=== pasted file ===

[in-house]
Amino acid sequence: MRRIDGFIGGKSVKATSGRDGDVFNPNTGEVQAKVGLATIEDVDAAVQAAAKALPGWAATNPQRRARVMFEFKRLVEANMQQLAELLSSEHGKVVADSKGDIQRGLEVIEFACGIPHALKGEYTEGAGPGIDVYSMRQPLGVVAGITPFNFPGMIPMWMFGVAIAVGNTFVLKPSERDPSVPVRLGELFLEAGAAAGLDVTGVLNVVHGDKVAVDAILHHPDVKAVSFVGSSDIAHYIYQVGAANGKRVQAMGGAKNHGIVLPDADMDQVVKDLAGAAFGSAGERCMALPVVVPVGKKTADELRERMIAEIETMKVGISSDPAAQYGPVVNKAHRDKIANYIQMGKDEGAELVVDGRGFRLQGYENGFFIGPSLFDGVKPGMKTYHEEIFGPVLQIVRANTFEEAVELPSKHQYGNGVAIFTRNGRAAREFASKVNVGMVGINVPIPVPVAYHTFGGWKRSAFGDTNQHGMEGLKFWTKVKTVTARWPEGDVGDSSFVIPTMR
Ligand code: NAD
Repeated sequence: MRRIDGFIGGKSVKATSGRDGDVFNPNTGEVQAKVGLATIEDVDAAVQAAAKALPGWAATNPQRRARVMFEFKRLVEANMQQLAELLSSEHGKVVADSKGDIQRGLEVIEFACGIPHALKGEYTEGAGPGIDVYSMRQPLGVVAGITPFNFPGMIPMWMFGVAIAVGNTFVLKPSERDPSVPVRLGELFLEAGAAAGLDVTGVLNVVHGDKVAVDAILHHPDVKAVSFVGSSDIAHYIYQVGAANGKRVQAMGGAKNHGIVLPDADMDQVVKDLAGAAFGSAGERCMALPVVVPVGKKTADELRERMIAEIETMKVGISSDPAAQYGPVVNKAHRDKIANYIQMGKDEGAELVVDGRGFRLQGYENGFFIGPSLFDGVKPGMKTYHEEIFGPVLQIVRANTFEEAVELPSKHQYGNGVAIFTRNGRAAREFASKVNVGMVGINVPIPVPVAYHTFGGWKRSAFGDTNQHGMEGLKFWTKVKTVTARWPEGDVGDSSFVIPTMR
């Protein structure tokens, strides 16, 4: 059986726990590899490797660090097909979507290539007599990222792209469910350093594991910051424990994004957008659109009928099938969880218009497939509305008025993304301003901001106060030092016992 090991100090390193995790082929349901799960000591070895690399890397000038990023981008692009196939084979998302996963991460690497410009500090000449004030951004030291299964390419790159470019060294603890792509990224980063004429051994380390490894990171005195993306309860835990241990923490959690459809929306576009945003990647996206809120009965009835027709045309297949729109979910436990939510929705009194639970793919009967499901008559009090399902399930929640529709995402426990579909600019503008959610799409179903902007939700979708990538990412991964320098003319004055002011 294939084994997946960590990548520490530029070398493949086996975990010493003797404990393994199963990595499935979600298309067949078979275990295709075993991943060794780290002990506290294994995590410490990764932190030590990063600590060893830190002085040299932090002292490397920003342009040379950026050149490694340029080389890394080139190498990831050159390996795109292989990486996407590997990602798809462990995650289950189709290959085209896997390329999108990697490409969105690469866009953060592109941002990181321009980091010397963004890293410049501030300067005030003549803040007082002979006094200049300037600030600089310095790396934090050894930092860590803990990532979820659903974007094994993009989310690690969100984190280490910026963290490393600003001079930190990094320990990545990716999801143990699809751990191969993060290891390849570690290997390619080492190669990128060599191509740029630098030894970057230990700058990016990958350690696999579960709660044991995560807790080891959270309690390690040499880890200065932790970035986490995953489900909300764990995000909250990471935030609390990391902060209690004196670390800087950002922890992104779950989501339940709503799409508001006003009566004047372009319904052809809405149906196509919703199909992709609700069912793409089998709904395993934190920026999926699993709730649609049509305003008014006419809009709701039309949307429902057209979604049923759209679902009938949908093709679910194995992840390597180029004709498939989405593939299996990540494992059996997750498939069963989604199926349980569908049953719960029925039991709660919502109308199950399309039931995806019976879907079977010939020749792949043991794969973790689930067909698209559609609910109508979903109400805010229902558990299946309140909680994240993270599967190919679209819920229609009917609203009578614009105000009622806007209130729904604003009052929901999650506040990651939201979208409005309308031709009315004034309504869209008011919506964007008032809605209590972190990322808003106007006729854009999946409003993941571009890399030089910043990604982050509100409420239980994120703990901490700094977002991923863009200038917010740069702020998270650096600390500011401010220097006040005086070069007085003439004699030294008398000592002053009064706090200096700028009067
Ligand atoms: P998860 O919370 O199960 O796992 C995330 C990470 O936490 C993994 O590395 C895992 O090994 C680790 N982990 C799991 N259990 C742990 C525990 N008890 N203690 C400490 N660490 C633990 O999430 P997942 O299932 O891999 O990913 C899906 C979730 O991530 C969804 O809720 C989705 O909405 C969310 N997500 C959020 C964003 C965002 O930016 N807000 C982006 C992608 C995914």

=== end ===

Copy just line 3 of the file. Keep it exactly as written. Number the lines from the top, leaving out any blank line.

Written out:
Ligand code: NAD